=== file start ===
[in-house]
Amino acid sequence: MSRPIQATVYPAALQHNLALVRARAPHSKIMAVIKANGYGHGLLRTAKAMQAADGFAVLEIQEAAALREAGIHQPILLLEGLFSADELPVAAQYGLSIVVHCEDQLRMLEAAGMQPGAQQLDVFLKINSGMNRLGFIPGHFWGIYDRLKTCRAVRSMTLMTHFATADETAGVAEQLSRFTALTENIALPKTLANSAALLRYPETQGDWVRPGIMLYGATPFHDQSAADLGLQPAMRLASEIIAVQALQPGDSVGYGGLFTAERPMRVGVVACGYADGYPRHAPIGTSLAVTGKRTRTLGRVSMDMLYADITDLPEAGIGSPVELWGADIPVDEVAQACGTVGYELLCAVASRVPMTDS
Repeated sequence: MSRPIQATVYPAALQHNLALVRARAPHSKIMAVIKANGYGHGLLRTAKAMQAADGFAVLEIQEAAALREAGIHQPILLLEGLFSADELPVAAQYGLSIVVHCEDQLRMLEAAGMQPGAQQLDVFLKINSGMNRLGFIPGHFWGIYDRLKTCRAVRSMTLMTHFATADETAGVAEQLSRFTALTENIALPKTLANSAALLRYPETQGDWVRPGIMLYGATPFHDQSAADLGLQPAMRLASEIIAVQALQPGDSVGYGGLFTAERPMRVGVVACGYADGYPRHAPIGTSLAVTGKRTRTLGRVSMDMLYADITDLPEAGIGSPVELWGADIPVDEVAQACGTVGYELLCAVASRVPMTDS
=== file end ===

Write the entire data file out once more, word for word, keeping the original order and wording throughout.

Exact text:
[in-house]
Amino acid sequence: MSRPIQATVYPAALQHNLALVRARAPHSKIMAVIKANGYGHGLLRTAKAMQAADGFAVLEIQEAAALREAGIHQPILLLEGLFSADELPVAAQYGLSIVVHCEDQLRMLEAAGMQPGAQQLDVFLKINSGMNRLGFIPGHFWGIYDRLKTCRAVRSMTLMTHFATADETAGVAEQLSRFTALTENIALPKTLANSAALLRYPETQGDWVRPGIMLYGATPFHDQSAADLGLQPAMRLASEIIAVQALQPGDSVGYGGLFTAERPMRVGVVACGYADGYPRHAPIGTSLAVTGKRTRTLGRVSMDMLYADITDLPEAGIGSPVELWGADIPVDEVAQACGTVGYELLCAVASRVPMTDS
Repeated sequence: MSRPIQATVYPAALQHNLALVRARAPHSKIMAVIKANGYGHGLLRTAKAMQAADGFAVLEIQEAAALREAGIHQPILLLEGLFSADELPVAAQYGLSIVVHCEDQLRMLEAAGMQPGAQQLDVFLKINSGMNRLGFIPGHFWGIYDRLKTCRAVRSMTLMTHFATADETAGVAEQLSRFTALTENIALPKTLANSAALLRYPETQGDWVRPGIMLYGATPFHDQSAADLGLQPAMRLASEIIAVQALQPGDSVGYGGLFTAERPMRVGVVACGYADGYPRHAPIGTSLAVTGKRTRTLGRVSMDMLYADITDLPEAGIGSPVELWGADIPVDEVAQACGTVGYELLCAVASRVPMTDS